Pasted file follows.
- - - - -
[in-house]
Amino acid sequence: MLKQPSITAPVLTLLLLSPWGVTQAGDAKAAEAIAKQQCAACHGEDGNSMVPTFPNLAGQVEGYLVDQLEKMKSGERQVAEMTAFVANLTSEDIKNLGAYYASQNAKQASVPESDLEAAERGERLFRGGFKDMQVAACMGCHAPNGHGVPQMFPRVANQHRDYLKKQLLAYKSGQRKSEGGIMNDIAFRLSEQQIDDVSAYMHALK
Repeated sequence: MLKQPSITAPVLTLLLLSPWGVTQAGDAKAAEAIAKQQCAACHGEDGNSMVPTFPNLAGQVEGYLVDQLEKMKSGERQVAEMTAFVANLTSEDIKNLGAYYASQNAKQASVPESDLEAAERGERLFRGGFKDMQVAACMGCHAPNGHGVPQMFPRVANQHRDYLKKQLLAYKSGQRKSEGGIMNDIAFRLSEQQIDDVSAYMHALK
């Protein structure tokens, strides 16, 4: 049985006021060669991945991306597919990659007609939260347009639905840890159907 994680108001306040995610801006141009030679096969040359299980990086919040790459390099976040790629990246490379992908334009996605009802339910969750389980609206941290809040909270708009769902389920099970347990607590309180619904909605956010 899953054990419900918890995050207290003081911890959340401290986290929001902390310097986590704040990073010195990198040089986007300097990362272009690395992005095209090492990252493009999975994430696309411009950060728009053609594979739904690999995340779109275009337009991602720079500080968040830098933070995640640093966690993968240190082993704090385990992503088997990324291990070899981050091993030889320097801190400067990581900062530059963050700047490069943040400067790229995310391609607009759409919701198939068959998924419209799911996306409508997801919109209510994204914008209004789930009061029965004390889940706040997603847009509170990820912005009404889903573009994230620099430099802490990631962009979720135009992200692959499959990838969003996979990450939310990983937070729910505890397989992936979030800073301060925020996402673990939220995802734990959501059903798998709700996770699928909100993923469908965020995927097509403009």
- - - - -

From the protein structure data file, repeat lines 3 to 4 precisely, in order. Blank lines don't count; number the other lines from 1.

Repeated sequence: MLKQPSITAPVLTLLLLSPWGVTQAGDAKAAEAIAKQQCAACHGEDGNSMVPTFPNLAGQVEGYLVDQLEKMKSGERQVAEMTAFVANLTSEDIKNLGAYYASQNAKQASVPESDLEAAERGERLFRGGFKDMQVAACMGCHAPNGHGVPQMFPRVANQHRDYLKKQLLAYKSGQRKSEGGIMNDIAFRLSEQQIDDVSAYMHALK
């Protein structure tokens, strides 16, 4: 049985006021060669991945991306597919990659007609939260347009639905840890159907 994680108001306040995610801006141009030679096969040359299980990086919040790459390099976040790629990246490379992908334009996605009802339910969750389980609206941290809040909270708009769902389920099970347990607590309180619904909605956010 899953054990419900918890995050207290003081911890959340401290986290929001902390310097986590704040990073010195990198040089986007300097990362272009690395992005095209090492990252493009999975994430696309411009950060728009053609594979739904690999995340779109275009337009991602720079500080968040830098933070995640640093966690993968240190082993704090385990992503088997990324291990070899981050091993030889320097801190400067990581900062530059963050700047490069943040400067790229995310391609607009759409919701198939068959998924419209799911996306409508997801919109209510994204914008209004789930009061029965004390889940706040997603847009509170990820912005009404889903573009994230620099430099802490990631962009979720135009992200692959499959990838969003996979990450939310990983937070729910505890397989992936979030800073301060925020996402673990939220995802734990959501059903798998709700996770699928909100993923469908965020995927097509403009």